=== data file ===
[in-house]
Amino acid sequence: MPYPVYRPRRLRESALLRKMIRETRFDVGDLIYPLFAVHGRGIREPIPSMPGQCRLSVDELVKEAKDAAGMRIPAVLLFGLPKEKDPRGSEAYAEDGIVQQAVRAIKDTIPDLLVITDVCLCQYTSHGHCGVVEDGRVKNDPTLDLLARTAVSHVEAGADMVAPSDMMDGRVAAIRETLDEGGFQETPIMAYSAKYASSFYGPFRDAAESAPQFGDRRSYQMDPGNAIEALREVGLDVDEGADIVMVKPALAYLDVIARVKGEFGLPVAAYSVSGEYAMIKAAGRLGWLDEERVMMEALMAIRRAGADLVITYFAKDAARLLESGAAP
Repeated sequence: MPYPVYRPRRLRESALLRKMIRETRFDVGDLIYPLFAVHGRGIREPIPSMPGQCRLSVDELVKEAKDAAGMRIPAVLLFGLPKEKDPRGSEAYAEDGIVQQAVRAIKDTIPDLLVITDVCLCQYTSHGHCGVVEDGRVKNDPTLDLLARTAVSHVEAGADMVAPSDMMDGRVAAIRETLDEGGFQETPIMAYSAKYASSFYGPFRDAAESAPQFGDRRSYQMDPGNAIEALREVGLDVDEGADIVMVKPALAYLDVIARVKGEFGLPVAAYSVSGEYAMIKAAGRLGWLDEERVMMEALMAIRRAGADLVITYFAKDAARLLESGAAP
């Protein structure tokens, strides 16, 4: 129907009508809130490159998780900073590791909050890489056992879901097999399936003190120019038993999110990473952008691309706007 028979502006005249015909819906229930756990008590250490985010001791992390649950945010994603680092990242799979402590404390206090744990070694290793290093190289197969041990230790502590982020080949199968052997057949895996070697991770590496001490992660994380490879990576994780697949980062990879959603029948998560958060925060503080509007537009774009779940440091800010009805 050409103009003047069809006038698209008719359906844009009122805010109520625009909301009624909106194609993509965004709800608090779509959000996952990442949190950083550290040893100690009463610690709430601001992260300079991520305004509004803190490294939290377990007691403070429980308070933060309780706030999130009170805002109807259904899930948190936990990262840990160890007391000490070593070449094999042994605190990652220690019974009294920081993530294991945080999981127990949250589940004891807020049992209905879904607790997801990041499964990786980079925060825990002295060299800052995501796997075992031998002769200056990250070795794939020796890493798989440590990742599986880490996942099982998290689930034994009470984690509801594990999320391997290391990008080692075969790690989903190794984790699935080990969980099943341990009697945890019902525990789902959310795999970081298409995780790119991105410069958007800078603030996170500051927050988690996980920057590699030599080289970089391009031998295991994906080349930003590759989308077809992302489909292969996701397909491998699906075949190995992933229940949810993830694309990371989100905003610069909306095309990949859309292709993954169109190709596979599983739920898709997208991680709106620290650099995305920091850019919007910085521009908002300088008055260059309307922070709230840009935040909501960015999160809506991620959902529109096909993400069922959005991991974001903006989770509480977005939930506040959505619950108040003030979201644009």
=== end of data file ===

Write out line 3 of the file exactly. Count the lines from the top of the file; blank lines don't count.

Repeated sequence: MPYPVYRPRRLRESALLRKMIRETRFDVGDLIYPLFAVHGRGIREPIPSMPGQCRLSVDELVKEAKDAAGMRIPAVLLFGLPKEKDPRGSEAYAEDGIVQQAVRAIKDTIPDLLVITDVCLCQYTSHGHCGVVEDGRVKNDPTLDLLARTAVSHVEAGADMVAPSDMMDGRVAAIRETLDEGGFQETPIMAYSAKYASSFYGPFRDAAESAPQFGDRRSYQMDPGNAIEALREVGLDVDEGADIVMVKPALAYLDVIARVKGEFGLPVAAYSVSGEYAMIKAAGRLGWLDEERVMMEALMAIRRAGADLVITYFAKDAARLLESGAAP